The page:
After the staple-pulling, I applied a coat of waterseal to all surfaces. That took a long time Friday, and, by the middle of the afternoon, I was hot and ready for a cold beer, which, come to think of it, was really quite enjoyable, especially after the emergency visit to take Ben to get a tetanus shot, after he was bit on the finger by a mouse.

But that's a different story. Here are all the sealed pieces, laid out for Saturday's fun.

Our construction guru, Robert Perron, brought his great tools, boundless patience, and in-depth experience. Here he is, getting everything set up.

It took a while for us to get into the rhythm of laying out the boards, measuring the gaps, clamping everything down, drilling the holes, and screwing in the deck screws. The first few boards were painfully slow to set, and I was wondering how we were ever going to make real progress. Most of the boards in this picture are just laying there, as we checked positioning.

Amazingly, the momentum built quickly, and, by lunch time, we were about half-way across the 12x12 expanse. It was beginning to look pretty good.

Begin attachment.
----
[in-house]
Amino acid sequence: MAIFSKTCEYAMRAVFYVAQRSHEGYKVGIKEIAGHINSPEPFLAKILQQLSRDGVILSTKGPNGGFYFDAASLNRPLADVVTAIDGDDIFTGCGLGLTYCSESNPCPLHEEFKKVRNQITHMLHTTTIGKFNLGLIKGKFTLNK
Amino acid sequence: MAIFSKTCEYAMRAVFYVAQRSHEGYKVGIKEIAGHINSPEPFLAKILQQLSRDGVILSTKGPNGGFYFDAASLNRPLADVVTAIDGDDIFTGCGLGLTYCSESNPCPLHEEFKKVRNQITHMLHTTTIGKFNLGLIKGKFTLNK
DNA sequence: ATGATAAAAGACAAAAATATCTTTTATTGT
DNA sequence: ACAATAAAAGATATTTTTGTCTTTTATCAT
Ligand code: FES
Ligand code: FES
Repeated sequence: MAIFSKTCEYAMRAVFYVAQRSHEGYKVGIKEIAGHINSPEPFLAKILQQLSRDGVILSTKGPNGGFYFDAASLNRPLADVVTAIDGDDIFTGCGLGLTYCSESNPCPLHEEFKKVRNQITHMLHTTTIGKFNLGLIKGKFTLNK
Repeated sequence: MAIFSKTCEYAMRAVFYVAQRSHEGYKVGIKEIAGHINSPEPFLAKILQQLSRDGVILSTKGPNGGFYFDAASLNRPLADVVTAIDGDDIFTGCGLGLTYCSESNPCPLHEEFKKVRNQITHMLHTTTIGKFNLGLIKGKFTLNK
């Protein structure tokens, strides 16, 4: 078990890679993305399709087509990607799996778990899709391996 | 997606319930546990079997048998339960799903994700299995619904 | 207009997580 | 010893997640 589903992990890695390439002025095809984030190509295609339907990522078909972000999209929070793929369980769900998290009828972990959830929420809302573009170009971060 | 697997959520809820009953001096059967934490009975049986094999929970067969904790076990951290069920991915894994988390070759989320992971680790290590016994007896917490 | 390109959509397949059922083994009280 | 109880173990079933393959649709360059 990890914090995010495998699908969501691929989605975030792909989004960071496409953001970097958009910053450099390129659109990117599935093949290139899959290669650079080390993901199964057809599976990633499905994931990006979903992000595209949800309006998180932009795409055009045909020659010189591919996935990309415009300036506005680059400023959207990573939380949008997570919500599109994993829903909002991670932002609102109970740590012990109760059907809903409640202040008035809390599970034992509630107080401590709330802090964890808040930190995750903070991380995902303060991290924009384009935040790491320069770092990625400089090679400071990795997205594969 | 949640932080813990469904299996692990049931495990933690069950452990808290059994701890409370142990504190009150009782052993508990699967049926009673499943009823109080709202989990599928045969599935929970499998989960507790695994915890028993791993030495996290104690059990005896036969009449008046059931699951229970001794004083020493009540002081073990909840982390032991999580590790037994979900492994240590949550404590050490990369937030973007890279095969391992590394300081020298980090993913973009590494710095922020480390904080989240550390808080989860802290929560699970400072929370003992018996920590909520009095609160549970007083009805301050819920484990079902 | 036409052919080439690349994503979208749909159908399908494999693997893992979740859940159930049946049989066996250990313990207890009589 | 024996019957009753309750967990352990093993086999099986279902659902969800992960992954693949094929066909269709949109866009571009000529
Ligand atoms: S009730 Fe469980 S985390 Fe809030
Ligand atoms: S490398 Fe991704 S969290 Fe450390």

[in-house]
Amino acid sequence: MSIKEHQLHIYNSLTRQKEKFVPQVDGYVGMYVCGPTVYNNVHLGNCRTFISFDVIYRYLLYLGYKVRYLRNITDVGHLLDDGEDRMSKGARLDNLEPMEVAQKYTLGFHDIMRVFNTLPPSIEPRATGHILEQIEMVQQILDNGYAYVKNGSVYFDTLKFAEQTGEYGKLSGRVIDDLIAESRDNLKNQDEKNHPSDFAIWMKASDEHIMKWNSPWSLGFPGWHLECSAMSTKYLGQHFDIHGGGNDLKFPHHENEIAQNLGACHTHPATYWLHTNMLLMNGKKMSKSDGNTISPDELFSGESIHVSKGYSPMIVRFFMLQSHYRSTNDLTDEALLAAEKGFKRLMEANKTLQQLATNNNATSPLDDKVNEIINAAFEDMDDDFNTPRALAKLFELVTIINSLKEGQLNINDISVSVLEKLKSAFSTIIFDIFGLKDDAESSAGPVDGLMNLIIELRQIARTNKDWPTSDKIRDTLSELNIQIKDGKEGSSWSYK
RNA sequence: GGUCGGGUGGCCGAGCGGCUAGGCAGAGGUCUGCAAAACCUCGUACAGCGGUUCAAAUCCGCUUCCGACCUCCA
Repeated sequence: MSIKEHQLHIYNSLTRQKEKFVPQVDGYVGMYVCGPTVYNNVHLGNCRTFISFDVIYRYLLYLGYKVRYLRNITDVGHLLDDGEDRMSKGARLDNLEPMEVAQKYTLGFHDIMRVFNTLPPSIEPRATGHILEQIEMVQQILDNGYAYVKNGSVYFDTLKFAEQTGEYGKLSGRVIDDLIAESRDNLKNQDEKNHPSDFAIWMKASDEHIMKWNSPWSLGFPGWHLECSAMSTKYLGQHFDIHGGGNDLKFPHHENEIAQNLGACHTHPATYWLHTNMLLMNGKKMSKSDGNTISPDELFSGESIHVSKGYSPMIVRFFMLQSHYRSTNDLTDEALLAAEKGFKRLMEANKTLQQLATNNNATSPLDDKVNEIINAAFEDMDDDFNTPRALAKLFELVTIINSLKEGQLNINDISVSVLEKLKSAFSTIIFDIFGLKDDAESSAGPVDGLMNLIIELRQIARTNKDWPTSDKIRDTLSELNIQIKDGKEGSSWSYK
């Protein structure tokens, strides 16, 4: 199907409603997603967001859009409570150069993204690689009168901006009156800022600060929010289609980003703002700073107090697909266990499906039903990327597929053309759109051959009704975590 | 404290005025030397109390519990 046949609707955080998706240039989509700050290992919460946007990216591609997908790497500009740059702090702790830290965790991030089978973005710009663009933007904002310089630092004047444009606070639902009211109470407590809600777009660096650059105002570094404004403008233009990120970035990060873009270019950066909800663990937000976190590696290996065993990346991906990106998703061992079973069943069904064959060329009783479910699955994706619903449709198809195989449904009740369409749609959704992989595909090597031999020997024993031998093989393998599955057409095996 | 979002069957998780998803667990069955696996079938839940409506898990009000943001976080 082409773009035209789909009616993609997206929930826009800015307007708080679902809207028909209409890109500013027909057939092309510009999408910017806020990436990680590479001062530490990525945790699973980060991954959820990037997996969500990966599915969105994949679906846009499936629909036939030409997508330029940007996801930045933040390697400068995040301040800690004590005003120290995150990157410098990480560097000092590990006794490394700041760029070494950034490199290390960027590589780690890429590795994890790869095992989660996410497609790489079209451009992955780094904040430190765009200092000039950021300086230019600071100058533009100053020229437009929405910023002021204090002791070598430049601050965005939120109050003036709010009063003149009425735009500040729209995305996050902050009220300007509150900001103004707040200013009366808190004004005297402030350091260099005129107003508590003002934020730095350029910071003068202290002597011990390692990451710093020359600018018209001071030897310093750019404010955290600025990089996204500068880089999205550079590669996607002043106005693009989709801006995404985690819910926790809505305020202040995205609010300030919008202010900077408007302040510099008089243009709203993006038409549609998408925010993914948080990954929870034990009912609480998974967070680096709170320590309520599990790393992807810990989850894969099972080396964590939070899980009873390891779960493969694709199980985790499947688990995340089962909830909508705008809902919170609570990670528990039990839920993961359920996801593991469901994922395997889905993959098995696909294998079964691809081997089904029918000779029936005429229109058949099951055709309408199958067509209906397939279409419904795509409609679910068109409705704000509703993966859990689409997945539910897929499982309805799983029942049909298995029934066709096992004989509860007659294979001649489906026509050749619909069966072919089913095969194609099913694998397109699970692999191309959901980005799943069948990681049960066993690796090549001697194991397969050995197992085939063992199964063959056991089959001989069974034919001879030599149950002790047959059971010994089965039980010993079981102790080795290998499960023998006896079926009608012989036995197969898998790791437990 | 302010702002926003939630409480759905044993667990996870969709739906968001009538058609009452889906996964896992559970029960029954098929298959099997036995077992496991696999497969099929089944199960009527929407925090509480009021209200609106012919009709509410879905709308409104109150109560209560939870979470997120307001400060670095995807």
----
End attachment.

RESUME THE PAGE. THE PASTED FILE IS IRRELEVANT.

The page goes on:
Ben arrived and, incredibly, had a steady hand and saved the day, with his precision screwing, so to speak. He worked hard and his cheerful attitude was welcomed. Zack the neighbor came over to talk politics for a while. He's not sure about Kitzhaber. We are - Go Kitz!

By around 3:30 we were all getting mighty tired, but Ben kept at it. Karen made all the precision cuts for the four corners, and they were all perfect!

We finished tacking down the last board around 4:30. We cleaned up all the gear, covered it with tarps and went to Fuddruckers for burgers!

There are still many pounds of screws to be applied, but all cutting and measuring is done. Now, it's just the brute force of a couple hundred more deck screws, and nailing back the temporary facia boards. Whew!

Next year - the roof!